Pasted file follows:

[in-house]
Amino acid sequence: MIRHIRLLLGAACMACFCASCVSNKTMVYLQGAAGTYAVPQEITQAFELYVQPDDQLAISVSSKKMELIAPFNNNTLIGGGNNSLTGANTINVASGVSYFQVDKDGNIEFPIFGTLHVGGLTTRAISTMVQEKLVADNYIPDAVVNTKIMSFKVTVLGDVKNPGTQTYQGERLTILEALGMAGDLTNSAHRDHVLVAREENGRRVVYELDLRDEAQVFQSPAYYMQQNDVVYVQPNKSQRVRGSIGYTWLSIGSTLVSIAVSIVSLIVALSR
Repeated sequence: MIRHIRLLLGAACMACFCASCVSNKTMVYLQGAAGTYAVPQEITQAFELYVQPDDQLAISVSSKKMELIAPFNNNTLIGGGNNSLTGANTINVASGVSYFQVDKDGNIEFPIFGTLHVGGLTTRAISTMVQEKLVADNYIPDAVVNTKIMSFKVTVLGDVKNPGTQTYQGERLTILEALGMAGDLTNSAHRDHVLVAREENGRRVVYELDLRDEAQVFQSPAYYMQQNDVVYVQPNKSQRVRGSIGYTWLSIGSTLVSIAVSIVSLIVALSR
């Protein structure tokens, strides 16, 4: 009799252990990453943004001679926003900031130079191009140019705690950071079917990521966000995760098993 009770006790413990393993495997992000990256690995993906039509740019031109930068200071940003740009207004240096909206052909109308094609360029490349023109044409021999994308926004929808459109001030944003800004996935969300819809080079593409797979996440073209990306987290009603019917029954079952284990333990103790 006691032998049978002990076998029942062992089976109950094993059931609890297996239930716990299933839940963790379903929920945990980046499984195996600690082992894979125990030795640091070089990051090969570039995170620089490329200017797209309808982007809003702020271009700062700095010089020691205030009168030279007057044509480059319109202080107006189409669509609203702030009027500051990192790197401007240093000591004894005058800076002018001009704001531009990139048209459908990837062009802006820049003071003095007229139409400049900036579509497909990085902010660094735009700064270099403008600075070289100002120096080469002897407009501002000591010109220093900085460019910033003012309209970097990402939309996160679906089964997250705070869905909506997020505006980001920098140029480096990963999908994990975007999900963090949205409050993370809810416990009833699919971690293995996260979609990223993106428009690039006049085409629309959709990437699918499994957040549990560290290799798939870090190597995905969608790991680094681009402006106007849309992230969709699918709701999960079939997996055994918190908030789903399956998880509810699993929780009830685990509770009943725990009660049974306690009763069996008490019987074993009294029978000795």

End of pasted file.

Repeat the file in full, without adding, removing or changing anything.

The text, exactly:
[in-house]
Amino acid sequence: MIRHIRLLLGAACMACFCASCVSNKTMVYLQGAAGTYAVPQEITQAFELYVQPDDQLAISVSSKKMELIAPFNNNTLIGGGNNSLTGANTINVASGVSYFQVDKDGNIEFPIFGTLHVGGLTTRAISTMVQEKLVADNYIPDAVVNTKIMSFKVTVLGDVKNPGTQTYQGERLTILEALGMAGDLTNSAHRDHVLVAREENGRRVVYELDLRDEAQVFQSPAYYMQQNDVVYVQPNKSQRVRGSIGYTWLSIGSTLVSIAVSIVSLIVALSR
Repeated sequence: MIRHIRLLLGAACMACFCASCVSNKTMVYLQGAAGTYAVPQEITQAFELYVQPDDQLAISVSSKKMELIAPFNNNTLIGGGNNSLTGANTINVASGVSYFQVDKDGNIEFPIFGTLHVGGLTTRAISTMVQEKLVADNYIPDAVVNTKIMSFKVTVLGDVKNPGTQTYQGERLTILEALGMAGDLTNSAHRDHVLVAREENGRRVVYELDLRDEAQVFQSPAYYMQQNDVVYVQPNKSQRVRGSIGYTWLSIGSTLVSIAVSIVSLIVALSR
């Protein structure tokens, strides 16, 4: 009799252990990453943004001679926003900031130079191009140019705690950071079917990521966000995760098993 009770006790413990393993495997992000990256690995993906039509740019031109930068200071940003740009207004240096909206052909109308094609360029490349023109044409021999994308926004929808459109001030944003800004996935969300819809080079593409797979996440073209990306987290009603019917029954079952284990333990103790 006691032998049978002990076998029942062992089976109950094993059931609890297996239930716990299933839940963790379903929920945990980046499984195996600690082992894979125990030795640091070089990051090969570039995170620089490329200017797209309808982007809003702020271009700062700095010089020691205030009168030279007057044509480059319109202080107006189409669509609203702030009027500051990192790197401007240093000591004894005058800076002018001009704001531009990139048209459908990837062009802006820049003071003095007229139409400049900036579509497909990085902010660094735009700064270099403008600075070289100002120096080469002897407009501002000591010109220093900085460019910033003012309209970097990402939309996160679906089964997250705070869905909506997020505006980001920098140029480096990963999908994990975007999900963090949205409050993370809810416990009833699919971690293995996260979609990223993106428009690039006049085409629309959709990437699918499994957040549990560290290799798939870090190597995905969608790991680094681009402006106007849309992230969709699918709701999960079939997996055994918190908030789903399956998880509810699993929780009830685990509770009943725990009660049974306690009763069996008490019987074993009294029978000795």